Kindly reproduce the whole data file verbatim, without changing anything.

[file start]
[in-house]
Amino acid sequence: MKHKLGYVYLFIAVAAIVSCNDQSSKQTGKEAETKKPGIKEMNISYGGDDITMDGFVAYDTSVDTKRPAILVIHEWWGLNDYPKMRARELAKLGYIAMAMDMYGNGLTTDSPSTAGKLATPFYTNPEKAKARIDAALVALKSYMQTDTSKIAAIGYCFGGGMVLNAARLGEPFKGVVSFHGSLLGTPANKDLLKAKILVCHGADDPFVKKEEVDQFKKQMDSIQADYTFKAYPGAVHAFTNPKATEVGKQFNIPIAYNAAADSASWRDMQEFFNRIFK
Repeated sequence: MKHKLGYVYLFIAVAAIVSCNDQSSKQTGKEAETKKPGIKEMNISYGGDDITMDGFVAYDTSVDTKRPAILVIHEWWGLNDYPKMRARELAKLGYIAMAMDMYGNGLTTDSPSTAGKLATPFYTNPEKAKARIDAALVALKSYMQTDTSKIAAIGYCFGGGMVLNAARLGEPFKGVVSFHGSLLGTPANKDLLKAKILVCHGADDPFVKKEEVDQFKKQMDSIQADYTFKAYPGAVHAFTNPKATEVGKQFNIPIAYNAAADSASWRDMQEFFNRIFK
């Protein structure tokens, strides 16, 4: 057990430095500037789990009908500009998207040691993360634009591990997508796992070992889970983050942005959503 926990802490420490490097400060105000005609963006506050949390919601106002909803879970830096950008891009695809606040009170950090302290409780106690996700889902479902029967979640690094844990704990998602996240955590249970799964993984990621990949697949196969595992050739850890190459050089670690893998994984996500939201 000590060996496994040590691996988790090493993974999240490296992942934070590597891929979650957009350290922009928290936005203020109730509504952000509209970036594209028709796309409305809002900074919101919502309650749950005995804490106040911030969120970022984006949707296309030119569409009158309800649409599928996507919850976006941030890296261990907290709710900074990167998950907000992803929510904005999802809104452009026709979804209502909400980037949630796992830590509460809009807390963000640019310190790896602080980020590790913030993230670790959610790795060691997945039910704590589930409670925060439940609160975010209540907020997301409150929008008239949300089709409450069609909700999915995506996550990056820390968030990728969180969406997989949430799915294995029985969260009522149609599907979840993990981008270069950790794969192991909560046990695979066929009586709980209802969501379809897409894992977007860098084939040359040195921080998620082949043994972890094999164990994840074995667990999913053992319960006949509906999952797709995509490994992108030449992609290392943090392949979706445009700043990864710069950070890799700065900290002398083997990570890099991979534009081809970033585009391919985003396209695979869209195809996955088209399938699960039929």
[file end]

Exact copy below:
[in-house]
Amino acid sequence: MKHKLGYVYLFIAVAAIVSCNDQSSKQTGKEAETKKPGIKEMNISYGGDDITMDGFVAYDTSVDTKRPAILVIHEWWGLNDYPKMRARELAKLGYIAMAMDMYGNGLTTDSPSTAGKLATPFYTNPEKAKARIDAALVALKSYMQTDTSKIAAIGYCFGGGMVLNAARLGEPFKGVVSFHGSLLGTPANKDLLKAKILVCHGADDPFVKKEEVDQFKKQMDSIQADYTFKAYPGAVHAFTNPKATEVGKQFNIPIAYNAAADSASWRDMQEFFNRIFK
Repeated sequence: MKHKLGYVYLFIAVAAIVSCNDQSSKQTGKEAETKKPGIKEMNISYGGDDITMDGFVAYDTSVDTKRPAILVIHEWWGLNDYPKMRARELAKLGYIAMAMDMYGNGLTTDSPSTAGKLATPFYTNPEKAKARIDAALVALKSYMQTDTSKIAAIGYCFGGGMVLNAARLGEPFKGVVSFHGSLLGTPANKDLLKAKILVCHGADDPFVKKEEVDQFKKQMDSIQADYTFKAYPGAVHAFTNPKATEVGKQFNIPIAYNAAADSASWRDMQEFFNRIFK
């Protein structure tokens, strides 16, 4: 057990430095500037789990009908500009998207040691993360634009591990997508796992070992889970983050942005959503 926990802490420490490097400060105000005609963006506050949390919601106002909803879970830096950008891009695809606040009170950090302290409780106690996700889902479902029967979640690094844990704990998602996240955590249970799964993984990621990949697949196969595992050739850890190459050089670690893998994984996500939201 000590060996496994040590691996988790090493993974999240490296992942934070590597891929979650957009350290922009928290936005203020109730509504952000509209970036594209028709796309409305809002900074919101919502309650749950005995804490106040911030969120970022984006949707296309030119569409009158309800649409599928996507919850976006941030890296261990907290709710900074990167998950907000992803929510904005999802809104452009026709979804209502909400980037949630796992830590509460809009807390963000640019310190790896602080980020590790913030993230670790959610790795060691997945039910704590589930409670925060439940609160975010209540907020997301409150929008008239949300089709409450069609909700999915995506996550990056820390968030990728969180969406997989949430799915294995029985969260009522149609599907979840993990981008270069950790794969192991909560046990695979066929009586709980209802969501379809897409894992977007860098084939040359040195921080998620082949043994972890094999164990994840074995667990999913053992319960006949509906999952797709995509490994992108030449992609290392943090392949979706445009700043990864710069950070890799700065900290002398083997990570890099991979534009081809970033585009391919985003396209695979869209195809996955088209399938699960039929």